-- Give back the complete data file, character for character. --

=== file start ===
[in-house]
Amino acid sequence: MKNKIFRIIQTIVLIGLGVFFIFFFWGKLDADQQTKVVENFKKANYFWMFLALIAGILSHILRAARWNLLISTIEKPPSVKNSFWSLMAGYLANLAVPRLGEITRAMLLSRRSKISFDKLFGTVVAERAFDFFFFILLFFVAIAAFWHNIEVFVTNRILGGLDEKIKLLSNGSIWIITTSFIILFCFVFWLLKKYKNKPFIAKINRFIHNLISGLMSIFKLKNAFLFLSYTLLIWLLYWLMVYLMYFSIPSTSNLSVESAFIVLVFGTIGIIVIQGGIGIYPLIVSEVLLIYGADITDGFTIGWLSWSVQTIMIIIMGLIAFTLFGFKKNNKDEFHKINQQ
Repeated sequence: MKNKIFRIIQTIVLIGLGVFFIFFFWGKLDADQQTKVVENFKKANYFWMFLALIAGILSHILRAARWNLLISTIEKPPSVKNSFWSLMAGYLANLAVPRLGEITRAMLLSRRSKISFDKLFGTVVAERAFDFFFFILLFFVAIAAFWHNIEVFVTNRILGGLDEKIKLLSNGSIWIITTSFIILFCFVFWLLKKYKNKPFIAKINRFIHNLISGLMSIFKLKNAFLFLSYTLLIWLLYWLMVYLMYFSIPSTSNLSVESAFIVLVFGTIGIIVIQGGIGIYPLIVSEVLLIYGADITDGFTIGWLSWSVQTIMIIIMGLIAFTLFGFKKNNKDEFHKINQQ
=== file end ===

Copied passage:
[in-house]
Amino acid sequence: MKNKIFRIIQTIVLIGLGVFFIFFFWGKLDADQQTKVVENFKKANYFWMFLALIAGILSHILRAARWNLLISTIEKPPSVKNSFWSLMAGYLANLAVPRLGEITRAMLLSRRSKISFDKLFGTVVAERAFDFFFFILLFFVAIAAFWHNIEVFVTNRILGGLDEKIKLLSNGSIWIITTSFIILFCFVFWLLKKYKNKPFIAKINRFIHNLISGLMSIFKLKNAFLFLSYTLLIWLLYWLMVYLMYFSIPSTSNLSVESAFIVLVFGTIGIIVIQGGIGIYPLIVSEVLLIYGADITDGFTIGWLSWSVQTIMIIIMGLIAFTLFGFKKNNKDEFHKINQQ
Repeated sequence: MKNKIFRIIQTIVLIGLGVFFIFFFWGKLDADQQTKVVENFKKANYFWMFLALIAGILSHILRAARWNLLISTIEKPPSVKNSFWSLMAGYLANLAVPRLGEITRAMLLSRRSKISFDKLFGTVVAERAFDFFFFILLFFVAIAAFWHNIEVFVTNRILGGLDEKIKLLSNGSIWIITTSFIILFCFVFWLLKKYKNKPFIAKINRFIHNLISGLMSIFKLKNAFLFLSYTLLIWLLYWLMVYLMYFSIPSTSNLSVESAFIVLVFGTIGIIVIQGGIGIYPLIVSEVLLIYGADITDGFTIGWLSWSVQTIMIIIMGLIAFTLFGFKKNNKDEFHKINQQ